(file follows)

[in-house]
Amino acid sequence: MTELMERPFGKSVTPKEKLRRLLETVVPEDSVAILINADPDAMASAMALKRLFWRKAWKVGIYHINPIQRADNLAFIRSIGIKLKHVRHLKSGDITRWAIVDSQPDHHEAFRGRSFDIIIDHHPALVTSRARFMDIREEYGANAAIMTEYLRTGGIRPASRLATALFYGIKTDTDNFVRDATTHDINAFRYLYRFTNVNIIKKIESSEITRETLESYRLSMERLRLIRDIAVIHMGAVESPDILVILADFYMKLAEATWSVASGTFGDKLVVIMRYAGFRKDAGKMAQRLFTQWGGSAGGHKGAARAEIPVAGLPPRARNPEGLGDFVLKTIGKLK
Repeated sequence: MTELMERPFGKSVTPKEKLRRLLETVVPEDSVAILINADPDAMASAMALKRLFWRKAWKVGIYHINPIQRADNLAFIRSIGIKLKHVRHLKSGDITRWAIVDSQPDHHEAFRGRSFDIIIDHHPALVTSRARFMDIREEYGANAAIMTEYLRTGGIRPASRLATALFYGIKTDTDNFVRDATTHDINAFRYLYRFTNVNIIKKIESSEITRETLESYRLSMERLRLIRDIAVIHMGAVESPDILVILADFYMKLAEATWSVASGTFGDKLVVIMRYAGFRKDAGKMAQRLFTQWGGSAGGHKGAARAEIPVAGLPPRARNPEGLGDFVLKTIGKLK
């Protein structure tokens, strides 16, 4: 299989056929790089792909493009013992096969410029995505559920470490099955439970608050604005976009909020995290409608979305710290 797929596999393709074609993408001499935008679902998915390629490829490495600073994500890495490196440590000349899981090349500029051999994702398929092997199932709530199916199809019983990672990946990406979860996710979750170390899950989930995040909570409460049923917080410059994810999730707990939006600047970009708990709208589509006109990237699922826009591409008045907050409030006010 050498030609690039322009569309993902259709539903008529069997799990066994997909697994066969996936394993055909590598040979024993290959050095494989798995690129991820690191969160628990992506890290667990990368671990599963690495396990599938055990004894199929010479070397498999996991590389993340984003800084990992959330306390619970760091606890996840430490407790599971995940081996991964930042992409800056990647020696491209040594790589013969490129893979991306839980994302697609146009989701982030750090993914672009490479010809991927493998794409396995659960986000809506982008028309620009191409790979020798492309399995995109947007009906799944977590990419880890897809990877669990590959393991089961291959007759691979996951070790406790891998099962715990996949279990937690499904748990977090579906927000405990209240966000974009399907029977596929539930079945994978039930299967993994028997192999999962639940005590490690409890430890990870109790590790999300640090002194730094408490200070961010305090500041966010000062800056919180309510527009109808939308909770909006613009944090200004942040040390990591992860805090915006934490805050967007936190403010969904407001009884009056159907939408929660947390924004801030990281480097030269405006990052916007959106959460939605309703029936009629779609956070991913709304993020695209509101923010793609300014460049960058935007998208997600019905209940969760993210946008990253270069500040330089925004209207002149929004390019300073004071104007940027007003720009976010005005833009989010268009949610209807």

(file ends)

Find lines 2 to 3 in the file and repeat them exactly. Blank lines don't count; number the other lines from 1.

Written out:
Amino acid sequence: MTELMERPFGKSVTPKEKLRRLLETVVPEDSVAILINADPDAMASAMALKRLFWRKAWKVGIYHINPIQRADNLAFIRSIGIKLKHVRHLKSGDITRWAIVDSQPDHHEAFRGRSFDIIIDHHPALVTSRARFMDIREEYGANAAIMTEYLRTGGIRPASRLATALFYGIKTDTDNFVRDATTHDINAFRYLYRFTNVNIIKKIESSEITRETLESYRLSMERLRLIRDIAVIHMGAVESPDILVILADFYMKLAEATWSVASGTFGDKLVVIMRYAGFRKDAGKMAQRLFTQWGGSAGGHKGAARAEIPVAGLPPRARNPEGLGDFVLKTIGKLK
Repeated sequence: MTELMERPFGKSVTPKEKLRRLLETVVPEDSVAILINADPDAMASAMALKRLFWRKAWKVGIYHINPIQRADNLAFIRSIGIKLKHVRHLKSGDITRWAIVDSQPDHHEAFRGRSFDIIIDHHPALVTSRARFMDIREEYGANAAIMTEYLRTGGIRPASRLATALFYGIKTDTDNFVRDATTHDINAFRYLYRFTNVNIIKKIESSEITRETLESYRLSMERLRLIRDIAVIHMGAVESPDILVILADFYMKLAEATWSVASGTFGDKLVVIMRYAGFRKDAGKMAQRLFTQWGGSAGGHKGAARAEIPVAGLPPRARNPEGLGDFVLKTIGKLK